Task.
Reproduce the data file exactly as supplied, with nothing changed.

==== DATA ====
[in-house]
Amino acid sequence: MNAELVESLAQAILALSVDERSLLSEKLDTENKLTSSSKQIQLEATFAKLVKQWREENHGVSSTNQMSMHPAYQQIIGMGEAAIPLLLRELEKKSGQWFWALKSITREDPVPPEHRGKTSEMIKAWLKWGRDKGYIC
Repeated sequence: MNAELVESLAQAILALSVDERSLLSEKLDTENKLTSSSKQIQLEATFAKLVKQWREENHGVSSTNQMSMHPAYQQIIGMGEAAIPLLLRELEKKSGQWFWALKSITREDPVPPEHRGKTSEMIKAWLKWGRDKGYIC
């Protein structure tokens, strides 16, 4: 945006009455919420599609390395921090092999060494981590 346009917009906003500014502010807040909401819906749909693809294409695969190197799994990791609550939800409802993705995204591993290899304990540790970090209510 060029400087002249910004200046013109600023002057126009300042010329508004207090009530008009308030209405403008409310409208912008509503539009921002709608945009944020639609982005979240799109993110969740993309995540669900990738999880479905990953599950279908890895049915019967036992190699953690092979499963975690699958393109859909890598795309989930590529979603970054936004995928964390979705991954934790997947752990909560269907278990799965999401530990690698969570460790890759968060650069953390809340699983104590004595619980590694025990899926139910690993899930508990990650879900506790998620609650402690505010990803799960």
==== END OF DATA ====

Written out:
[in-house]
Amino acid sequence: MNAELVESLAQAILALSVDERSLLSEKLDTENKLTSSSKQIQLEATFAKLVKQWREENHGVSSTNQMSMHPAYQQIIGMGEAAIPLLLRELEKKSGQWFWALKSITREDPVPPEHRGKTSEMIKAWLKWGRDKGYIC
Repeated sequence: MNAELVESLAQAILALSVDERSLLSEKLDTENKLTSSSKQIQLEATFAKLVKQWREENHGVSSTNQMSMHPAYQQIIGMGEAAIPLLLRELEKKSGQWFWALKSITREDPVPPEHRGKTSEMIKAWLKWGRDKGYIC
């Protein structure tokens, strides 16, 4: 945006009455919420599609390395921090092999060494981590 346009917009906003500014502010807040909401819906749909693809294409695969190197799994990791609550939800409802993705995204591993290899304990540790970090209510 060029400087002249910004200046013109600023002057126009300042010329508004207090009530008009308030209405403008409310409208912008509503539009921002709608945009944020639609982005979240799109993110969740993309995540669900990738999880479905990953599950279908890895049915019967036992190699953690092979499963975690699958393109859909890598795309989930590529979603970054936004995928964390979705991954934790997947752990909560269907278990799965999401530990690698969570460790890759968060650069953390809340699983104590004595619980590694025990899926139910690993899930508990990650879900506790998620609650402690505010990803799960």